Every time you turn on the TV it seems there’s a new announcement about a major data breach. From retailers to government entities, no one is immune to these hack attacks. If your information ends up in the hands of one of these crooks, time is of the essence to minimize the damage. Here are three quick things to do right after your data is breached.
Update Your Accounts
Be your own first line of defense. You know your spending habits and account activity better than anyone and you can be the first person to flag something phishy. One of the fastest and most effective things to do is immediately change the passwords on all of your compromised accounts. Remember, it pays to be cautious and you should contact all of your credit companies for new cards as well. The process may seem tedious now but it’s easier than refuting fraudulent charges later.
From every phone call you make to every email you send, thoroughly document the data breach ordeal. The more proactive you can be the better chance you’ll have of protecting your information. Consider filing a police report to solidify your status as an identity theft victim and protect against excessive financial liability. After documenting your experience with local authorities, file an affidavit with the Federal Trade Commission. This notarized document can show credit card companies, banks, and other institutions the credible facts about your case.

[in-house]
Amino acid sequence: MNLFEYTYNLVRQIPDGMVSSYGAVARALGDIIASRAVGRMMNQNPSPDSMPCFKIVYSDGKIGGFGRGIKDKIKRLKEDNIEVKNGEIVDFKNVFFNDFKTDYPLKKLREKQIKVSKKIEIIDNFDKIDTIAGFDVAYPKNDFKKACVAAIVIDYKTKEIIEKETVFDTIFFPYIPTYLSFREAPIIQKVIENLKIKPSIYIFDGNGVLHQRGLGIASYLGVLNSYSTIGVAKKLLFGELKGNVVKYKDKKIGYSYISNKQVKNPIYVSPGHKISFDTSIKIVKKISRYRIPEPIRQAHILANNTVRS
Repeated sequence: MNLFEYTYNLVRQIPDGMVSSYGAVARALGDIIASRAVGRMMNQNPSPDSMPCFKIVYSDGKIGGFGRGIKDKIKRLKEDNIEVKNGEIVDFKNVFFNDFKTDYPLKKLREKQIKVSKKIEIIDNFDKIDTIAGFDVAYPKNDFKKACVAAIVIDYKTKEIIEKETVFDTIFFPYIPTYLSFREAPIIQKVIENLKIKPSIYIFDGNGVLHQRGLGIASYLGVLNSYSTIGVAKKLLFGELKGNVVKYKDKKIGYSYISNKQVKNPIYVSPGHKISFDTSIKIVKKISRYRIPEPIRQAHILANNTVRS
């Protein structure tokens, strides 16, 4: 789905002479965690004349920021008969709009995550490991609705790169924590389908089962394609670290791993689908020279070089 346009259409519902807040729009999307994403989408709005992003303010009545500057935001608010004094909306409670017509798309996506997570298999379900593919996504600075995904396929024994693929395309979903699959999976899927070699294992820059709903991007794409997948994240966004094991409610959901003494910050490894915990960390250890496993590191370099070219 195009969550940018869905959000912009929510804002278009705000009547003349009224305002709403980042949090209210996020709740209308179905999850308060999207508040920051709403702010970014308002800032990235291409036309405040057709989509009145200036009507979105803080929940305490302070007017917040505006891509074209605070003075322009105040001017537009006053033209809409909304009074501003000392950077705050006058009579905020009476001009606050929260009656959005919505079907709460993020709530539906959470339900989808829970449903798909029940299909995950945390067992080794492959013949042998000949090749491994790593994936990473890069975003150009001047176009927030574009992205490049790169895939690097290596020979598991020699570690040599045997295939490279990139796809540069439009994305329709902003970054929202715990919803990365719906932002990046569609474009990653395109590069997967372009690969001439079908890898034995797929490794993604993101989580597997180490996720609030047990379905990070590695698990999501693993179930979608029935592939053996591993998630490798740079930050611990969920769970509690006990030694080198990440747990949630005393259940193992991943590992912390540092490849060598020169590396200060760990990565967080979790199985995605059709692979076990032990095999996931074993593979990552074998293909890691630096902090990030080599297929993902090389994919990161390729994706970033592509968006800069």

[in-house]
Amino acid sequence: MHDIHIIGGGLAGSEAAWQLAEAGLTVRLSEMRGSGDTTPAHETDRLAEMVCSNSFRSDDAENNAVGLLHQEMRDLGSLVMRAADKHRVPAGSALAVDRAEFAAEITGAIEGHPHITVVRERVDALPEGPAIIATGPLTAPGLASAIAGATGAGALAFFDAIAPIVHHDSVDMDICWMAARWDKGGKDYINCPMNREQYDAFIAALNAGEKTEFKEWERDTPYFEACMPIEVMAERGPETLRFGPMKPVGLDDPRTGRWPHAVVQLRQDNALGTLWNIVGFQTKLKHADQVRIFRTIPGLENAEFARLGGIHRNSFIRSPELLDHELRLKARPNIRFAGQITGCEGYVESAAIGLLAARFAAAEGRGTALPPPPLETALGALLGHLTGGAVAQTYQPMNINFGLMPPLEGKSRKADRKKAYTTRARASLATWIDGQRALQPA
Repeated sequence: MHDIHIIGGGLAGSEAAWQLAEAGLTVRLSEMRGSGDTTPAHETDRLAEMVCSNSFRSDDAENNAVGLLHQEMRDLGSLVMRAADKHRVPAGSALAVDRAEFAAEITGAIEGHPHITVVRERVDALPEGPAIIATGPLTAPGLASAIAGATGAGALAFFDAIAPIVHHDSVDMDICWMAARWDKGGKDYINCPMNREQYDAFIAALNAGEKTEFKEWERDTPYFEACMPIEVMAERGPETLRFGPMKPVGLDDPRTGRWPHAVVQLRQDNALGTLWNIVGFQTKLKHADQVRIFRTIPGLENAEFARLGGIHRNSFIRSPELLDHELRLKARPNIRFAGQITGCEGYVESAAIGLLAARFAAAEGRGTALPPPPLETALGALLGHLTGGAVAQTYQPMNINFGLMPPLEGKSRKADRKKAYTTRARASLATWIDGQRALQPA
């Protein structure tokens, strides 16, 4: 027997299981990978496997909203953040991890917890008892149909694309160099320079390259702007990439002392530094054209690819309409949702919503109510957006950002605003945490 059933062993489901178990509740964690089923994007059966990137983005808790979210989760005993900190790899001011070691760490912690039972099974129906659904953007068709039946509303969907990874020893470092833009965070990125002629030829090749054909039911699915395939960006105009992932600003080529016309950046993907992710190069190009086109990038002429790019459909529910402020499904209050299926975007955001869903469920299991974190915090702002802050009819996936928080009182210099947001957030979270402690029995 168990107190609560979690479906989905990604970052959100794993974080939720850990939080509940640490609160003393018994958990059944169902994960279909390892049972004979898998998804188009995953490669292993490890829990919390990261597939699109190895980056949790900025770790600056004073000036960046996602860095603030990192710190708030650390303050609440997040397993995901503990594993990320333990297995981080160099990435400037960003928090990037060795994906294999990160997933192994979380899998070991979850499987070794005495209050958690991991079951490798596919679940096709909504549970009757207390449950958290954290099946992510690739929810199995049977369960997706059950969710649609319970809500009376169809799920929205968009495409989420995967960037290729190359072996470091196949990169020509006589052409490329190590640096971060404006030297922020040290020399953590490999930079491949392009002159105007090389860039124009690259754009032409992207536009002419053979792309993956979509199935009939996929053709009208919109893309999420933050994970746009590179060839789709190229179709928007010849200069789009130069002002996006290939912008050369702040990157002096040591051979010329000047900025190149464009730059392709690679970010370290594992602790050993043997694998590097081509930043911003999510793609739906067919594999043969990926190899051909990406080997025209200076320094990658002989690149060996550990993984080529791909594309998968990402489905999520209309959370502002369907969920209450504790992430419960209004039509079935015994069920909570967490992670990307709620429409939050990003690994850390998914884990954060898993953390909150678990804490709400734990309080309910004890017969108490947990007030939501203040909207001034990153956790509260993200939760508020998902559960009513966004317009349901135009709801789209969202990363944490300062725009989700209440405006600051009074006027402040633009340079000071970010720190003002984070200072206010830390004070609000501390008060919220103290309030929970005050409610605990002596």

Consult an Attorney
You shouldn’t have to pay for someone else’s carelessness. If a company that you entrust your information with fails to keep your account confidential, they must be held accountable. Companies may try to offer you something as simple as free credit monitoring for one year but that deal is as useless as a Band-Aid on a broken bone. These temporary services often miss important aspects like alerting you when someone opens a new account in your name. Instead of accepting the first deal they give you and hoping for the best, contact an attorney, and learn your rights.